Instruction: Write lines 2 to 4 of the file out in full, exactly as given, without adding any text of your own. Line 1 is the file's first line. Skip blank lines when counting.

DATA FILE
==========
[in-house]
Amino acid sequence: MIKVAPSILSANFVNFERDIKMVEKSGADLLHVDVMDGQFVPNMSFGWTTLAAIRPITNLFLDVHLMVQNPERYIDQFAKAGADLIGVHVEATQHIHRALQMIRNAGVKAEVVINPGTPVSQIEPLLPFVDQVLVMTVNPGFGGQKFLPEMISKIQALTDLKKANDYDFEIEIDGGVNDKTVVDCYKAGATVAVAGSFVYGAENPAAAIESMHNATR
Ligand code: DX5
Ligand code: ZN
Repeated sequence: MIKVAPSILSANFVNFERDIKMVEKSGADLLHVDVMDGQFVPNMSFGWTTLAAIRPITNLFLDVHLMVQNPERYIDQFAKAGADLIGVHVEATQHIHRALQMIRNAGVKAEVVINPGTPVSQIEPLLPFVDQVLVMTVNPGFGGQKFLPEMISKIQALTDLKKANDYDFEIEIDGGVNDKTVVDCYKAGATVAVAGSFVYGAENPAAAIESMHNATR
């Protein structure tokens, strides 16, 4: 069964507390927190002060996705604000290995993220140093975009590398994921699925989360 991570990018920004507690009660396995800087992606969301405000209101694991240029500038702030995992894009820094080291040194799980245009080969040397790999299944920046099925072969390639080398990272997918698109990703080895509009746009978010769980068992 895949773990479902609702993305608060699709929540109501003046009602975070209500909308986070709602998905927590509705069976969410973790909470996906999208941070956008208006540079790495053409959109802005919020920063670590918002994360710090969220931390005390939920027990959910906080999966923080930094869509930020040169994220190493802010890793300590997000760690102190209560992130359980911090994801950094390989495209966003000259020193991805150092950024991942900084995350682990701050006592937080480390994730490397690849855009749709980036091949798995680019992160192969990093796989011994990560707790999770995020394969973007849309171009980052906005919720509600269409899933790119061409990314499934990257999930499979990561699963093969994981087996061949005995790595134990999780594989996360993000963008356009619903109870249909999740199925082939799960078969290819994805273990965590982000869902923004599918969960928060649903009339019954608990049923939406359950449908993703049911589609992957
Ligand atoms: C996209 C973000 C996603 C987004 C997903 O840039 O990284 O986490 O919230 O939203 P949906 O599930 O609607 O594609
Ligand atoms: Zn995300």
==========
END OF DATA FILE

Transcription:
Amino acid sequence: MIKVAPSILSANFVNFERDIKMVEKSGADLLHVDVMDGQFVPNMSFGWTTLAAIRPITNLFLDVHLMVQNPERYIDQFAKAGADLIGVHVEATQHIHRALQMIRNAGVKAEVVINPGTPVSQIEPLLPFVDQVLVMTVNPGFGGQKFLPEMISKIQALTDLKKANDYDFEIEIDGGVNDKTVVDCYKAGATVAVAGSFVYGAENPAAAIESMHNATR
Ligand code: DX5
Ligand code: ZN